Category Archives: Senegambian Languages

Gambia: The Formidable Baye Janha – An Incredible Guitar Legend

An African man playing the xalam.

Baye Janha plays the guitar like the ancient Khalam of the Wolof tribe of the Senegambia region and the Ganawa south Moroccan sound to a mass effect with his guitar. He was the band leader of the Gelewarr band, the Super Alligators, Fabulous Eagles, Supreme Eagles, Tambato band, the Karantaba band and Ifang Bondi. His playing technique can be distinctly heard on the SARABA CD/ALBUM recorded in Senegal on Griot records. He was awarded a medal in Algeria as one of Africa’s top guitarists with his solo group The Karantaba Band.

Full story: http://allafrica.com/stories/201207130531.html

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Basic Wolof Phrases

See original list here: Some Essential Wolof Phrases
For help with pronunciation see: Pronunciation Guide


↓ scroll down for more resources ↓


Essentials | sólo

English
Wolof / Français
pro·nun·ci·a·tion
[Pulaar / Mandinka]

 

Hello.
Salaam aleekum. / Bonjour.
sa·laam a·ley·kum / bon·zhoor
[P: No ngoolu daa. / M: I be ñaading.]

Goodbye.
Mangi dem. / Au revoir.
maan·gee dem / o·rer·vwar
[P: Ñalleen e jamm. / M: Fo tuma doo.]

Please.
Bu la neexee. / S’il vous plaît.
boo la ney·khey / seel voo pley
[P: Njaafodaa. / M: Dukare.]

Thank you.
Jërejëf. / Merci.
je·re·jef / mair·see
[P: A jaaraamah. / M: I ning bara.]

You’re welcome.
Amul sólo. / Je vous en prie.
uh·mool so·lo / zher voo zom pree
[P: Enen ndendidum. / M: Mbee le dentaala.]

Yes.
Waaw. / Oui.
wow / wee
[P: Eey. / M: Haa.]

No.
Déedéet. / Non.
dey·deyt / non
[P: Alaa. / M: Hani.]

Sorry. (Excuse me.)
Baal ma. (Jéggël ma.) / Pardon. (Excusez-moi.)
baal ma (jey·guhl mah) / par·don (ek·skew·zay·mwa)
[P: Achanam hakke. (Yaafo.) / M: Hakko tuñe.]

Do you speak English?
Ndax dégg nga angale? / Parlez-vous anglais?
ndakh deg nguh an·ga·ley / par·ley·voo ong·ley
[P: Ada faama engale? / M: Ye angkale kango moyle?]

Do you understand? (Do you speak … ?)
Dégg nga? / Comprenez-vous?
deg nguh / kom·pre·ney·voo
[P: (Ada nana … ?) / M: (Ye … kango moyle?)]

I understand.
Dégg naa. / Je comprends.
deg na / zher kom·pron
[P: Mi faami. / M: Ngaa kalamuta le.]

I don’t understand.
Dégguma. / Je ne comprends pas.
deg·goo·ma / zher ner kom·pron pa
[P: Mi faamaani / M: Mma kalamuta.]

Help!
Wóoy! / Au secours!
wohy / o·skoor
[P: Ballal! / M: Nso orangzola!]

Continue reading Basic Wolof Phrases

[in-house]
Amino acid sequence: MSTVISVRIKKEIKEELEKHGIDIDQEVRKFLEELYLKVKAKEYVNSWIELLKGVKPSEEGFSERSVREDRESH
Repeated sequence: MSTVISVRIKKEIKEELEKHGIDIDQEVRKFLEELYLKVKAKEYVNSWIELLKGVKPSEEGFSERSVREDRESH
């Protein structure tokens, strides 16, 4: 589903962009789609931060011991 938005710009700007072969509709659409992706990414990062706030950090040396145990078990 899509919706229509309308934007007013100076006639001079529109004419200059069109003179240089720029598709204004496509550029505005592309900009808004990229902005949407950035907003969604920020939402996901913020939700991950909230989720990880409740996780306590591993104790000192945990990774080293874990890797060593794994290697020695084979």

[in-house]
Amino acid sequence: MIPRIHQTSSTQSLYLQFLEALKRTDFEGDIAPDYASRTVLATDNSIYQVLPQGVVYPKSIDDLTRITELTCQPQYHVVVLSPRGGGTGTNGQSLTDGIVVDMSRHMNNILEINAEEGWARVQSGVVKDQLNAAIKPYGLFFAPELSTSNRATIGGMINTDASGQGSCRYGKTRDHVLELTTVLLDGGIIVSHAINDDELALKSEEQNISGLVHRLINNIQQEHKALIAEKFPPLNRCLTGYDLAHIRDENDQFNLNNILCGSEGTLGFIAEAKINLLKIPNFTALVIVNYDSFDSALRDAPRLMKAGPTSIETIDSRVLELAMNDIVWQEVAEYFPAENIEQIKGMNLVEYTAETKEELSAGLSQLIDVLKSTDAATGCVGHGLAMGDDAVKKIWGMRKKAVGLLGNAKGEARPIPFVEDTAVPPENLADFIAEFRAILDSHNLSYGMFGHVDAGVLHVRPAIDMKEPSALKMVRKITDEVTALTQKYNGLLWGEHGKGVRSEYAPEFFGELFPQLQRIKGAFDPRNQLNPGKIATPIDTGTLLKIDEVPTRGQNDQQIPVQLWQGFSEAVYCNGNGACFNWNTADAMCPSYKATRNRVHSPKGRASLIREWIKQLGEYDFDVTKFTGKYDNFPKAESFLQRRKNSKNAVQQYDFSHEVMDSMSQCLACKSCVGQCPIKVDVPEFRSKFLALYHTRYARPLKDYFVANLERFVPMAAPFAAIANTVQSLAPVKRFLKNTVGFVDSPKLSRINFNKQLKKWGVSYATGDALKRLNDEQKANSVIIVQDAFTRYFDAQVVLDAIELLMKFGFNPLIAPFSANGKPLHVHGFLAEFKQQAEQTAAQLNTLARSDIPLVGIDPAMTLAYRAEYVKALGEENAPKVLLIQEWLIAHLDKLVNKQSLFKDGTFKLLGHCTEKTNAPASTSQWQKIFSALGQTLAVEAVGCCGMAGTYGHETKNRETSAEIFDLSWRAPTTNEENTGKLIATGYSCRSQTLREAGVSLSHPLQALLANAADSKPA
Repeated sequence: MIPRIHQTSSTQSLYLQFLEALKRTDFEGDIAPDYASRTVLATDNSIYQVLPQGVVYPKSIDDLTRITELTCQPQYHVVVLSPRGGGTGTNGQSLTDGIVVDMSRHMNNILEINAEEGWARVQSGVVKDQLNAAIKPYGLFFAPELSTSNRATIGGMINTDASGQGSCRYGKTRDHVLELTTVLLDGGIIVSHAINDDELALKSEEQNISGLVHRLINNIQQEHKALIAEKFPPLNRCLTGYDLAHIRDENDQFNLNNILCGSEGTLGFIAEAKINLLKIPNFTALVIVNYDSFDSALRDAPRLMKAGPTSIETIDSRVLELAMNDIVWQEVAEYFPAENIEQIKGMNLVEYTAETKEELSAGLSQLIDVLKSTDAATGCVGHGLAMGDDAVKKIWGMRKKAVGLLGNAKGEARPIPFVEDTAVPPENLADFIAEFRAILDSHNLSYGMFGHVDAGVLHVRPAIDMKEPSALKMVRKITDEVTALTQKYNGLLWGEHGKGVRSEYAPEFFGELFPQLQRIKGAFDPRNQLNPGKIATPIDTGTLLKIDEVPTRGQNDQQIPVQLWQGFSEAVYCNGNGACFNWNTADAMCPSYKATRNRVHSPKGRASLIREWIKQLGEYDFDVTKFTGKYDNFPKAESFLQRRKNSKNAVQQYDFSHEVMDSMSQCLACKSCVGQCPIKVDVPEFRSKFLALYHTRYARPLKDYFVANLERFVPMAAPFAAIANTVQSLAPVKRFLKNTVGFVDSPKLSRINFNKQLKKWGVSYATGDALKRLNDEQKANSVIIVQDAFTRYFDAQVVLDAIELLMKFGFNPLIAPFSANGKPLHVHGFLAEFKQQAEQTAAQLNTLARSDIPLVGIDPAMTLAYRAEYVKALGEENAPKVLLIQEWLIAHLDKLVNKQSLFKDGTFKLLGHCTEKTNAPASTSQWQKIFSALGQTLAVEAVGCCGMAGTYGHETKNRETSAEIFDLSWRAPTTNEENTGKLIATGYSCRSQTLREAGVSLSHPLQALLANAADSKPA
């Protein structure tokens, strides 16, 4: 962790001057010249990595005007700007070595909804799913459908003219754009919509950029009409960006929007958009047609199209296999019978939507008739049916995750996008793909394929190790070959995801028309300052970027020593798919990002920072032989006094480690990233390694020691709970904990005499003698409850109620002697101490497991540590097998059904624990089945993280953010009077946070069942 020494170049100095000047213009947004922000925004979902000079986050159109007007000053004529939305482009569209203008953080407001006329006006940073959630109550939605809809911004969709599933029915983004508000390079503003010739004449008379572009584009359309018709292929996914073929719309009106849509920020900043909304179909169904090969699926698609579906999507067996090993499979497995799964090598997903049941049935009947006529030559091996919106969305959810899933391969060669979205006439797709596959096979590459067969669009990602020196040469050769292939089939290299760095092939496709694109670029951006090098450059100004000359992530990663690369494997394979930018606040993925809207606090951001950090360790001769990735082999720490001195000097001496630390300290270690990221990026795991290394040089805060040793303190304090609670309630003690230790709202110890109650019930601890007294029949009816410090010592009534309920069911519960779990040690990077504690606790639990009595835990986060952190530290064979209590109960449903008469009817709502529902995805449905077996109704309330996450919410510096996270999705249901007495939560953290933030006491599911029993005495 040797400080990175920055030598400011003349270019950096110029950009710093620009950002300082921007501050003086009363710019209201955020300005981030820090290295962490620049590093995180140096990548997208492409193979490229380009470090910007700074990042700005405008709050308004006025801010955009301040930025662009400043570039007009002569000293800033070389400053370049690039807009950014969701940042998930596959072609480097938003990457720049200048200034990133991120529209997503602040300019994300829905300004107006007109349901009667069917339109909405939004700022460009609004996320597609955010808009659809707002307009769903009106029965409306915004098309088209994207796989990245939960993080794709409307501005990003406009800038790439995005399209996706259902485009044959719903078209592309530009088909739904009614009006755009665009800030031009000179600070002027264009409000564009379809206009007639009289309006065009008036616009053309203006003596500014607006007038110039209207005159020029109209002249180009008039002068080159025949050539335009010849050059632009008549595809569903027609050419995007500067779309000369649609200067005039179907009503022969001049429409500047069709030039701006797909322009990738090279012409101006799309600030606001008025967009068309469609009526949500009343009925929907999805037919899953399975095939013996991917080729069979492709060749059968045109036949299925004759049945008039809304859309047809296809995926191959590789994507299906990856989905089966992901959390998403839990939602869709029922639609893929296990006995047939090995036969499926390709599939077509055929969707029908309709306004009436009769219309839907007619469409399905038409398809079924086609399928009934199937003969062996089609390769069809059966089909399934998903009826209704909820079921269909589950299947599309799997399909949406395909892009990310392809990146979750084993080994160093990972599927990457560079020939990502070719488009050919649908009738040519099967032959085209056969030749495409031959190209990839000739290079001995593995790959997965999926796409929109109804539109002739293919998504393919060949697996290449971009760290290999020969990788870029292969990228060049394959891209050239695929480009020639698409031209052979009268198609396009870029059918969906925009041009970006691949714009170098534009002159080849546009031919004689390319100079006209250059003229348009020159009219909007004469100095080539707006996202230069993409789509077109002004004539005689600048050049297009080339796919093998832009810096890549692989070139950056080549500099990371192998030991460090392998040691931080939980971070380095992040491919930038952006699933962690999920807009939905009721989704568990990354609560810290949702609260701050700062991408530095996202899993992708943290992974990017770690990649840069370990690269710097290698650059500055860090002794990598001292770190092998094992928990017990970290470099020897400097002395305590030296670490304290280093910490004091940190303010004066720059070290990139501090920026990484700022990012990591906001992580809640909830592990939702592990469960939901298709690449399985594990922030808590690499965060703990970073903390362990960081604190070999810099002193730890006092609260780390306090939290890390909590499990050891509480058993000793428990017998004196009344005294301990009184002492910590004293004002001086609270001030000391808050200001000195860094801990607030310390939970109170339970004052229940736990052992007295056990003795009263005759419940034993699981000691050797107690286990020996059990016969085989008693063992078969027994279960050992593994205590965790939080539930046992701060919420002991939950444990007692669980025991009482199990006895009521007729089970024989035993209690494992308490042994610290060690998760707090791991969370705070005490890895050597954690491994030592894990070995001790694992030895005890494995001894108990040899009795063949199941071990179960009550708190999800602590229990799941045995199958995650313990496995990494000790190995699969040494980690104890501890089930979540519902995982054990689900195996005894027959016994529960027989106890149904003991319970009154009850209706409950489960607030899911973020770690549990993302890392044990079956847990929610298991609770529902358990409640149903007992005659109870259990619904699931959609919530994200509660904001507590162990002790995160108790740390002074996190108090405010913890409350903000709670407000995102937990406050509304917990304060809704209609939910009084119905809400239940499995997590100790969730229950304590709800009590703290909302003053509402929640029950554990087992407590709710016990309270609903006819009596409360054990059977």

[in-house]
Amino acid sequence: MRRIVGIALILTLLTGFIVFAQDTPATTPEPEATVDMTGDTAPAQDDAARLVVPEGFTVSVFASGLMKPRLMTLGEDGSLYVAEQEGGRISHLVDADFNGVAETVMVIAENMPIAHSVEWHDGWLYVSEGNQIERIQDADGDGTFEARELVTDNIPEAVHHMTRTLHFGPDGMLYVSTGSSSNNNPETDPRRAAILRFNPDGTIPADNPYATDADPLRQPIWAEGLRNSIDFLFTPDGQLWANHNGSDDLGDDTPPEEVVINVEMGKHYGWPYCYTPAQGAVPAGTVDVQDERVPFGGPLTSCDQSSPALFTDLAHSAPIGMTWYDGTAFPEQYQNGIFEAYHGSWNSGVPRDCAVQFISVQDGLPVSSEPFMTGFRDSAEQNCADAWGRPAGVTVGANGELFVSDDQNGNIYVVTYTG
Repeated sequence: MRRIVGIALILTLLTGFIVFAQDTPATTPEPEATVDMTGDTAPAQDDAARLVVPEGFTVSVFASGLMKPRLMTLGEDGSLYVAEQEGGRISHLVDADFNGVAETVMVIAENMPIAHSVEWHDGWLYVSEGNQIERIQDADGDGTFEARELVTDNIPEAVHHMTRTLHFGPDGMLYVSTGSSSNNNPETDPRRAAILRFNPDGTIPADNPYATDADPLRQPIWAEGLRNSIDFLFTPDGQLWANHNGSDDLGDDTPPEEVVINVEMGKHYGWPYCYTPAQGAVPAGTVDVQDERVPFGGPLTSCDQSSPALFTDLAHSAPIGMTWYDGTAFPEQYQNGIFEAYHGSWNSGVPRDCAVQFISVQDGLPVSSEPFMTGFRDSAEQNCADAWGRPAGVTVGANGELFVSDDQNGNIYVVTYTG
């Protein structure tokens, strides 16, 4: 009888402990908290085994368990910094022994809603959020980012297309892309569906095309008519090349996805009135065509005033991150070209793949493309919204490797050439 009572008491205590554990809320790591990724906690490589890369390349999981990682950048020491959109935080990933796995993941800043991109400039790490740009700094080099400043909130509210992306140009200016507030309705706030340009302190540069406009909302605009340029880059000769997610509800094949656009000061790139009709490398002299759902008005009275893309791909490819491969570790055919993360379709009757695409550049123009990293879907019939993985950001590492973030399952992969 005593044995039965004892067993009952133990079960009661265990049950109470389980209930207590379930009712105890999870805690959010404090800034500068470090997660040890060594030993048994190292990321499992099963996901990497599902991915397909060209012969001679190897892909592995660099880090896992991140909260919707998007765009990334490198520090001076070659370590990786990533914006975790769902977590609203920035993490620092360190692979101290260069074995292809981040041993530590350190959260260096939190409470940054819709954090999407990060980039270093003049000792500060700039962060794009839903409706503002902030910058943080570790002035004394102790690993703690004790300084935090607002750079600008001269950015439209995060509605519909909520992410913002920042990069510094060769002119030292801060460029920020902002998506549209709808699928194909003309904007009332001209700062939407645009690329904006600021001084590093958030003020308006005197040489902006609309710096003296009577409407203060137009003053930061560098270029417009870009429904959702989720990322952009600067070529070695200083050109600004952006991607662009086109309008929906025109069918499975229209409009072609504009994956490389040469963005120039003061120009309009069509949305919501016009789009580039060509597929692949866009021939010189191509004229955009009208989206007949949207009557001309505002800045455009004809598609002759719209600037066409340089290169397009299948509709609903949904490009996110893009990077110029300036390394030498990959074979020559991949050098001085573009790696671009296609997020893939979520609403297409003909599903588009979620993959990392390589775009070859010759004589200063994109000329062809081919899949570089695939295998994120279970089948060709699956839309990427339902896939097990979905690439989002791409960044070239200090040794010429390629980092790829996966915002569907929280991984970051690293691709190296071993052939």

Wolof Religion: Islamic Terms

 

Asalaam alaikum.
May peace be with you. (greeting)

Malaikum salaam.
And with you be peace. (reply to above)

Allahu akbar.
God is greater. (than me, you, anything)

Alhumdulilah.
Praise God. (said to thank God)

Bismilah.
In God’s name. (said before meals)

Inch’Allah.
If God wills it. (refers to a future action)

Mash’Allah.
What God wishes. (indicates a good omen)

Wolof Video w/English Subs – XALA

Xala

It is the dawn of Senegal’s independence from France, and as Dakar citizens celebrate in the streets we soon become aware that only faces have changed in the handover of power. White money still controls the government.

Janga Laaka English to Wolof & French Dictionary

 

I have just uploaded the Janga Laaka Wolof/English Dictionary. It’s available for a minimal charge. Why am I charging for this? Well, because I have invested a lot of time and energy into this project and like everyone else I have to make a living! Don’t fret though, all the contents of this book will be available on this blog for FREE. The charge for the download is for the convience of owning your own personal copy that you can take with you anywhere regardless of internet availability. You can also print it out and have your own personal hardcopy to take with you even when you don’t have a computer or a smartphone handy.

PLEASE NOTE: This is a ROUGH DRAFT version !!! So, therefore there may be a few errors. Why am I offerring a rough version instead of a finished product? Because, due to lack of time and funding I don’t see me completing this project anytime soon, and since I’ve gotten many, many requests for this product I’ve decided to go ahead and share what I have so far. If after reading this you’ve decided to go ahead and download anyway then I thank you very much for your purchase!

Follow this link to download:

http://www.lulu.com/product/ebook/janga-laaka-wolof-dictionary/17265716

 

Vendredi Française (French Friday); Vocabulary

 

The purpose of French Friday is to expand your language capabilities while in West Africa (specifically Senegal). Many Wolof speakers can also understand French and sometimes using French to get your point across is easier than using Wolof since it’s a language closer to our own.

 

  • attelage – coupling, hitch, team, harness, yoke
  • calandre – radiator grill, calendar, mangle
  • citadin/citadine – city dweller, town, city, urban
  • collectionner – to collect
  • crasse – grime, filth, crass
  • défaillance – blackout, weakness, fault, failure